Town of Kirtland residents should take animals to Aztec

Hannah Grover
Farmington Daily Times
A dog named Chevy waits to be adopted March 26, 2018 at the Aztec Animal Shelter.

KIRTLAND — Residents of incorporated areas in Kirtland should drop off unwanted or stray pets at the Aztec Animal Shelter.

The Kirtland Town Council voted 3-1 in favor of contracting with the City of Aztec, which offered lower prices than the Farmington Regional Animal Shelter.

Councilor Pete Emery cast the lone dissenting vote. Emery had initially made a motion to contract with both cities and to pay Farmington the $4,092 for animals from Kirtland’s town limits that were sheltered at the Farmington Regional Animal Shelter in fiscal year 2018.

Emery said he thinks people will be unhappy about having to drive a farther distance to Aztec to drop off animals at the shelter. His motion would have made Aztec the shelter of choice for when animal control officers pick up pets inside Kirtland town limits. However, residents would also be able to take the pets to Farmington Regional Animal Shelter.

Emery’s motion died when none of the other councilors seconded the motion.

Councilor Jason Heslop said the problem was the $184 price tag per animal housed at the Farmington Regional Animal Shelter. The Aztec Animal Shelter was asking for $124 per animal.

Farmington Regional Animal Shelter is pictured in a file photo from July 2016 in Farmington.

Heslop said the pet owner should be responsible for the fee.

“If you’re not responsible as a pet owner and you, your dog has 10 puppies, you just go in there and dump them off,” he said. “Well, then they’re expecting the town to pay for those dogs. To me the individual that made that choice to have those puppies can pay the bill.”

Councilor Larry Hathaway mentioned possibly adding a registration requirement with a fee for owning dogs and cats inside town limits.

Emery said animal control and sheltering animals is a problem that reaches beyond Kirtland town limits.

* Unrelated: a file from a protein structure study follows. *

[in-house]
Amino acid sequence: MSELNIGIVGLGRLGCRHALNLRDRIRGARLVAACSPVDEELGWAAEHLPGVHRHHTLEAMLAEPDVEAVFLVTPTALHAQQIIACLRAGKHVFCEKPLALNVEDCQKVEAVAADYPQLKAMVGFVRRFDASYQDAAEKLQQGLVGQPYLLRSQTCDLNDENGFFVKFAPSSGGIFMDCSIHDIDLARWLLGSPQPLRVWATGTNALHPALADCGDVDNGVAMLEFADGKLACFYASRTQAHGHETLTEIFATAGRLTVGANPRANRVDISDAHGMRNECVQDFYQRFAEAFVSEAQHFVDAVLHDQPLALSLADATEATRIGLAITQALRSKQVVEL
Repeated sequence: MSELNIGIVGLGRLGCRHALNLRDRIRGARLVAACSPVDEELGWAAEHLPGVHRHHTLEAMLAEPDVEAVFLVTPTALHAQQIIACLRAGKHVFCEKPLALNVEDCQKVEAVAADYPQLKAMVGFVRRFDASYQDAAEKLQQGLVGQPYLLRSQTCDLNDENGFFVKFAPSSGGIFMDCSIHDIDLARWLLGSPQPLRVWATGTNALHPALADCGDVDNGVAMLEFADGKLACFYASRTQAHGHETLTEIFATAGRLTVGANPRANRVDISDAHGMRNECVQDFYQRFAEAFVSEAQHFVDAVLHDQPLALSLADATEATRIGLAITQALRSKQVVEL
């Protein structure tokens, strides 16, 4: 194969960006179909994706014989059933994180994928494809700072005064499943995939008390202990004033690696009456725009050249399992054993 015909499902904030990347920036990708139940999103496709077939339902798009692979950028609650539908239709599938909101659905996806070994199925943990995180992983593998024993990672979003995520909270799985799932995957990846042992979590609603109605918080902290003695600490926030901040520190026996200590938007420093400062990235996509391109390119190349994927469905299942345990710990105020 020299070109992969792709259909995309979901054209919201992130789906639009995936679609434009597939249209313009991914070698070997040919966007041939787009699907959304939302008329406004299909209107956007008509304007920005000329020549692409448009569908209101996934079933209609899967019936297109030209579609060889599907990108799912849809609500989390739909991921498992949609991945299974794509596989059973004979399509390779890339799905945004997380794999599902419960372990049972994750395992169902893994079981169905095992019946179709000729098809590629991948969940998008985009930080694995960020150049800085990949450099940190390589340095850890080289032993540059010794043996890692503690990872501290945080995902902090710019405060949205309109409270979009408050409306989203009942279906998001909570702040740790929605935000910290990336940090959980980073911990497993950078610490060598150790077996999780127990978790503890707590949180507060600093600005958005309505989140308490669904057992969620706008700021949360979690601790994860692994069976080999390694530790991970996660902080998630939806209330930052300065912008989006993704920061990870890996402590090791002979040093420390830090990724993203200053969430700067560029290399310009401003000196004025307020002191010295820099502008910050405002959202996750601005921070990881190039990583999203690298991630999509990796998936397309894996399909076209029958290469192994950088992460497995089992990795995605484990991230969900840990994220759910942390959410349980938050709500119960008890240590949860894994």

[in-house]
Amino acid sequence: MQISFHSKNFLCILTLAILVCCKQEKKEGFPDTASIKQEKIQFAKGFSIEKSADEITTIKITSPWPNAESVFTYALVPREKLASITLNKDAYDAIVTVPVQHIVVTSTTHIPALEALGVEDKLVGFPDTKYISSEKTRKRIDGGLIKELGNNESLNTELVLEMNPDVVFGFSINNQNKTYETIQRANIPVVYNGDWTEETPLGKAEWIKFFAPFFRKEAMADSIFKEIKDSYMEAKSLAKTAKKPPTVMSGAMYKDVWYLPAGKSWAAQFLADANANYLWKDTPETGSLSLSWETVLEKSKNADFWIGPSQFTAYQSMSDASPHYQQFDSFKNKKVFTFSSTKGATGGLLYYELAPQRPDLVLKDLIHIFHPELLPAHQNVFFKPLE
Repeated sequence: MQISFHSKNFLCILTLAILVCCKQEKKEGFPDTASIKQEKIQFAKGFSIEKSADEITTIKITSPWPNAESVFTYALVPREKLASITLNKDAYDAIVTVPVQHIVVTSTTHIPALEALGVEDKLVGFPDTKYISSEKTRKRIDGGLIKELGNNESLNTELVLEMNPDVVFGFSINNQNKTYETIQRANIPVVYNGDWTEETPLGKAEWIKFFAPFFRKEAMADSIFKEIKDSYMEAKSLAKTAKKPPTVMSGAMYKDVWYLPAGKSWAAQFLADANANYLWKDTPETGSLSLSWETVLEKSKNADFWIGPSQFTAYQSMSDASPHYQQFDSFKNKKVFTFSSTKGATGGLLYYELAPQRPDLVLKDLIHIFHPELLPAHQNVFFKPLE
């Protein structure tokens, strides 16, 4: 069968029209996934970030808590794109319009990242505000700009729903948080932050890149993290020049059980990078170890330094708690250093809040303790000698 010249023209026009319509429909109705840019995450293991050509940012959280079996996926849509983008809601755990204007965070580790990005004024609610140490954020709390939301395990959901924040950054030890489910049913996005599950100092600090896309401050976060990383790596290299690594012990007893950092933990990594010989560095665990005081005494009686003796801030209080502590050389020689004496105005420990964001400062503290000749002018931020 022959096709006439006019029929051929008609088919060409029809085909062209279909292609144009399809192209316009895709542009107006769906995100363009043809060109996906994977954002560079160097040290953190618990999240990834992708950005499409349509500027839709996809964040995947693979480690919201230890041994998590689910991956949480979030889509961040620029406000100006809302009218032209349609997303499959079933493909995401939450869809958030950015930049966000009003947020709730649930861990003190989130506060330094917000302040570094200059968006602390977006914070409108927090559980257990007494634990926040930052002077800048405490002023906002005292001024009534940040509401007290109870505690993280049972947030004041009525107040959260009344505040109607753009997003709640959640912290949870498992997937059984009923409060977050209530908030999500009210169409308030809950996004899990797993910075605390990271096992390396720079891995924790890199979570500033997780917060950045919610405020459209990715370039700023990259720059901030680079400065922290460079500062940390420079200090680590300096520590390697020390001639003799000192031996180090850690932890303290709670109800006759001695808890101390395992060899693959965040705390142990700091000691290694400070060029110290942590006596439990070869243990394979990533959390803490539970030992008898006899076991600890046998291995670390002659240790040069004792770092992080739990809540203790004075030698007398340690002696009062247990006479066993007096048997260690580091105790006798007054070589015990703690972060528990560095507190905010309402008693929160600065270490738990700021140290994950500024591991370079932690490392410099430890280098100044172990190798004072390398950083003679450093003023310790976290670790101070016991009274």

“It’s a problem all over the U.S. that municipalities have to deal with and nobody wants to deal with it,” Emery said. “Somebody’s got to deal with it.”

He said the vast majority of pet owners are responsible, but there will always be some who are not responsible. Emery added that not all pets taken to the shelter are taken there because the owner was not responsible.

Emery said about three years ago he took a dog to the shelter. He said he had acquired the dog after it caused problems attacking small dogs near his parents’ house. When the dog started attacking his dog, Emery said he had to take it to the shelter.

“She was a dog that was the most lovable dog around, she just did not like other dogs,” he said.

Emery described her as a goofy-looking beagle-dachshund cross.

“We took her to the pound and they actually found a home for her,” he said.

Emery said he did not even realize the county was paying the fee for the dog to be sheltered at the Farmington Regional Animal Shelter. In the past, San Juan County has paid for Kirtland animals. The county has said it will no longer foot the bill.

“Those are the kinds of things that towns are stuck with, but that’s just part of being a town,” Emery said.

Mayor Mark Duncan said the town of Kirtland will be paying for animals that did not come from the residential areas of Kirtland but were abandoned along U.S. Highway 64 inside Kirtland town limits.

Duncan said the local governments are struggling to find money to pay for services for people.

“If it’s got a tag on it, feed it, call the owner, give it to him,” he said.

Hannah Grover covers government for The Daily Times. She can be reached at 505-564-4652 or via email at